Format

Send to

Choose Destination
PLoS Genet. 2015 Jan 29;11(1):e1004958. doi: 10.1371/journal.pgen.1004958. eCollection 2015 Jan.

Tissue-specific effects of genetic and epigenetic variation on gene regulation and splicing.

Author information

1
Department of Genetic Medicine and Development, University of Geneva Medical School, Geneva, Switzerland; Institute of Genetics and Genomics in Geneva (iGE3), Geneva, Switzerland; Swiss Institute of Bioinformatics (SIB), Geneva, Switzerland.
2
Department of Genetic Medicine and Development, University of Geneva Medical School, Geneva, Switzerland; Departments of Pathology and Genetics, Stanford University, Stanford, California, United States of America.
3
Department of Genetic Medicine and Development, University of Geneva Medical School, Geneva, Switzerland; Institute of Genetics and Genomics in Geneva (iGE3), Geneva, Switzerland.
4
Department of Genetic Medicine and Development, University of Geneva Medical School, Geneva, Switzerland.
5
Department of Genetic Medicine and Development, University of Geneva Medical School, Geneva, Switzerland; Institute of Genetics and Genomics in Geneva (iGE3), Geneva, Switzerland; Swiss Institute of Bioinformatics (SIB), Geneva, Switzerland; Center of Excellence in Genomic Medicine Research, KingAbdulaziz University, Jeddah, Saudi Arabia.

Abstract

Understanding how genetic variation affects distinct cellular phenotypes, such as gene expression levels, alternative splicing and DNA methylation levels, is essential for better understanding of complex diseases and traits. Furthermore, how inter-individual variation of DNA methylation is associated to gene expression is just starting to be studied. In this study, we use the GenCord cohort of 204 newborn Europeans' lymphoblastoid cell lines, T-cells and fibroblasts derived from umbilical cords. The samples were previously genotyped for 2.5 million SNPs, mRNA-sequenced, and assayed for methylation levels in 482,421 CpG sites. We observe that methylation sites associated to expression levels are enriched in enhancers, gene bodies and CpG island shores. We show that while the correlation between DNA methylation and gene expression can be positive or negative, it is very consistent across cell-types. However, this epigenetic association to gene expression appears more tissue-specific than the genetic effects on gene expression or DNA methylation (observed in both sharing estimations based on P-values and effect size correlations between cell-types). This predominance of genetic effects can also be reflected by the observation that allele specific expression differences between individuals dominate over tissue-specific effects. Additionally, we discover genetic effects on alternative splicing and interestingly, a large amount of DNA methylation correlating to alternative splicing, both in a tissue-specific manner. The locations of the SNPs and methylation sites involved in these associations highlight the participation of promoter proximal and distant regulatory regions on alternative splicing. Overall, our results provide high-resolution analyses showing how genome sequence variation has a broad effect on cellular phenotypes across cell-types, whereas epigenetic factors provide a secondary layer of variation that is more tissue-specific. Furthermore, the details of how this tissue-specificity may vary across inter-relations of molecular traits, and where these are occurring, can yield further insights into gene regulation and cellular biology as a whole.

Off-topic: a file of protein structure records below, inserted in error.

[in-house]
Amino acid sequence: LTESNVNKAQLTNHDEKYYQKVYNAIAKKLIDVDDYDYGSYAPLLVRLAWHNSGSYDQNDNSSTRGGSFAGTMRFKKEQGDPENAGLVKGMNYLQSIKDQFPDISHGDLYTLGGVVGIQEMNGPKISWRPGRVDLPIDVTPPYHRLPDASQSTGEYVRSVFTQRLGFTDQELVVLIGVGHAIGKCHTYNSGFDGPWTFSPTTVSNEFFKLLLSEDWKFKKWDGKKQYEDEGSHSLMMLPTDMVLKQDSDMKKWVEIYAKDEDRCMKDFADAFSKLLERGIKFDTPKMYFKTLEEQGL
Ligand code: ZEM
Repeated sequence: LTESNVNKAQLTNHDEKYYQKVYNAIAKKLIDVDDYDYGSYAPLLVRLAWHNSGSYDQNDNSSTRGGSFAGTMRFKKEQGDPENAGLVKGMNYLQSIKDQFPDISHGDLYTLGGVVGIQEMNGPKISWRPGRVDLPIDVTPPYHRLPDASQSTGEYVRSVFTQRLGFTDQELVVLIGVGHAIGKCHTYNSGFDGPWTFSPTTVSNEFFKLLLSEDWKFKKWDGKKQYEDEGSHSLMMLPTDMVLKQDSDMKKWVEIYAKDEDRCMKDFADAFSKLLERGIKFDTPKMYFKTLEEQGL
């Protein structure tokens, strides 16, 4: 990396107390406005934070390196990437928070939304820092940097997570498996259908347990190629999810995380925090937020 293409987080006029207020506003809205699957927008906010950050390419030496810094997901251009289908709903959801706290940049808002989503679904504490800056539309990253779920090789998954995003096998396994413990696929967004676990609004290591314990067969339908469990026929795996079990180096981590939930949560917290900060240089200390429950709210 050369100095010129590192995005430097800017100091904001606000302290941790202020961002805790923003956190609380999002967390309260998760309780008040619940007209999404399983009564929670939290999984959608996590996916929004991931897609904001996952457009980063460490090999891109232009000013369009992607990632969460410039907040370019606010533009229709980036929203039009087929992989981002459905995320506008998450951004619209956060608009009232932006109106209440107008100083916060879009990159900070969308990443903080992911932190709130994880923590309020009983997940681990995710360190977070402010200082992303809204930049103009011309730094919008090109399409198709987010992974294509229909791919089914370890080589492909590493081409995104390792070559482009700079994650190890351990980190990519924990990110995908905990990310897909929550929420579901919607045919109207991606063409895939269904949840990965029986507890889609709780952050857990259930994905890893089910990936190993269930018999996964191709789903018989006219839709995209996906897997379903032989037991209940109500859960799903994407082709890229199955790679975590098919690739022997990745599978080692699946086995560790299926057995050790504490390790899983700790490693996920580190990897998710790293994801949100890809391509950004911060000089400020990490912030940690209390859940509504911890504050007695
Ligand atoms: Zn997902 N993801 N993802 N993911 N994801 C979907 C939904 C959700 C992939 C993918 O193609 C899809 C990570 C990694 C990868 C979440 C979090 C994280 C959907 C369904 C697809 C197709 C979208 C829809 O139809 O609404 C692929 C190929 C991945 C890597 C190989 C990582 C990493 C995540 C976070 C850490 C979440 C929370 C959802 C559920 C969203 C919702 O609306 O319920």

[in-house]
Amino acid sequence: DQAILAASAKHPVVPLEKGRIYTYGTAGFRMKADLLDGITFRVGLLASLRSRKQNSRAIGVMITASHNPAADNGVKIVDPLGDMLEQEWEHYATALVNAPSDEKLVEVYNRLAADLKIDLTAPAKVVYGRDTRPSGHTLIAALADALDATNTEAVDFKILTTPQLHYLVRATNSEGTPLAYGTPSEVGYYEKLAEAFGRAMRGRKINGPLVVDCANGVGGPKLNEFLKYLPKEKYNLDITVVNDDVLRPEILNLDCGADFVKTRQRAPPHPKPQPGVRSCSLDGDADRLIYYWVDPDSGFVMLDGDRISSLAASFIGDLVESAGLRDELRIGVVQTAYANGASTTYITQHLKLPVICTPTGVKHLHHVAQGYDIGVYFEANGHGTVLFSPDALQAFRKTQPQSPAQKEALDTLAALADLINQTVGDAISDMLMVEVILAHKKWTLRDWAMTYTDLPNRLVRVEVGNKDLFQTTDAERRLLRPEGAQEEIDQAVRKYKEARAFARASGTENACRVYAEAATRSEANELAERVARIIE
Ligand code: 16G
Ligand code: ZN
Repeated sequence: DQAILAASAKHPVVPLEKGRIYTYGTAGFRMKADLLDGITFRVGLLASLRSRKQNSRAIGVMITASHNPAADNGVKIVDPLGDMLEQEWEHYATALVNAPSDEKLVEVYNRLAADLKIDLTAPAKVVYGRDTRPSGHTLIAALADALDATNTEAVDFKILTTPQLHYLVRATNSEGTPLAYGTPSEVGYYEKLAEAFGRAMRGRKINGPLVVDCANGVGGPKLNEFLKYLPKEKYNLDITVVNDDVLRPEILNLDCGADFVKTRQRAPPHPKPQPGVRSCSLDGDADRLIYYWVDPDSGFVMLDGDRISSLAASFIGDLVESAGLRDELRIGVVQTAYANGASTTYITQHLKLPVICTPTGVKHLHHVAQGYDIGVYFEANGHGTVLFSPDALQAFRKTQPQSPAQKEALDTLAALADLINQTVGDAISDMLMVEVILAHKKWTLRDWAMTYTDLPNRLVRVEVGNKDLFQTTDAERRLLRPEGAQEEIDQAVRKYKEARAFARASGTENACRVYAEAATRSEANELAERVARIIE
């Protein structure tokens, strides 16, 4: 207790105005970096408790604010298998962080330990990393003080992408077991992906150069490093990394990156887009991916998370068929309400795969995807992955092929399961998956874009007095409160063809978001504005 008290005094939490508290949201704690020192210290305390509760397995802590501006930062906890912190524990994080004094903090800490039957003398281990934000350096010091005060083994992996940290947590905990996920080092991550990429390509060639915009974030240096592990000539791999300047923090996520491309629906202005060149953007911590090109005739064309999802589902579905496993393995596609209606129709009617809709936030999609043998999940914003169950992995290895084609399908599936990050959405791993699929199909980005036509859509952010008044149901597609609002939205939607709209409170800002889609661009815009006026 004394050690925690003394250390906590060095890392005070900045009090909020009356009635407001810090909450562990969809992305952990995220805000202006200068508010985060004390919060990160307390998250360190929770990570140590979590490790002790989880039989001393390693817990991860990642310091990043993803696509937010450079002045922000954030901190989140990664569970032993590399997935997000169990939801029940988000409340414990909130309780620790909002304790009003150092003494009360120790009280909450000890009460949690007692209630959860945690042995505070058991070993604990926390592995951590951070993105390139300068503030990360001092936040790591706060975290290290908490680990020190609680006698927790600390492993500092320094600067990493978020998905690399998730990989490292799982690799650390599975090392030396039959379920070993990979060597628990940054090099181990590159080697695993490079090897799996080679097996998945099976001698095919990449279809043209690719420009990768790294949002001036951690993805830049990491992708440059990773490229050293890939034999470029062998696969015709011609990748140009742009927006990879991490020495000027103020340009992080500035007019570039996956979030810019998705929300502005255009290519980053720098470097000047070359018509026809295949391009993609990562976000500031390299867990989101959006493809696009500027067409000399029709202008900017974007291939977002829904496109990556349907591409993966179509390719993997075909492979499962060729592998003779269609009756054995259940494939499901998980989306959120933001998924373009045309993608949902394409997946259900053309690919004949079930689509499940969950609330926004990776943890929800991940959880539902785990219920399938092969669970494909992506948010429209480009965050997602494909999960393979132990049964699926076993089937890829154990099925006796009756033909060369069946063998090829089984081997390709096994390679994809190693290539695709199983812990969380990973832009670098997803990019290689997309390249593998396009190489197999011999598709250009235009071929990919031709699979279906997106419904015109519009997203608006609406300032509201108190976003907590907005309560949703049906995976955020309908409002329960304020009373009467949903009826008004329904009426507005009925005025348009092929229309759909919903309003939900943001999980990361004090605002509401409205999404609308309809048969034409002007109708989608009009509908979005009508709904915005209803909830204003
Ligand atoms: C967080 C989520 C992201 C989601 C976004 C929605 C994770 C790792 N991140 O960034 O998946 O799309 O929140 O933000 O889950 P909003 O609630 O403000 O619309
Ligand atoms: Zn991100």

Comment in

PMID:
25634236
PMCID:
PMC4310612
DOI:
10.1371/journal.pgen.1004958
[Indexed for MEDLINE]
Free PMC Article

Supplemental Content

Full text links

Icon for Public Library of Science Icon for PubMed Central
Loading ...
Support Center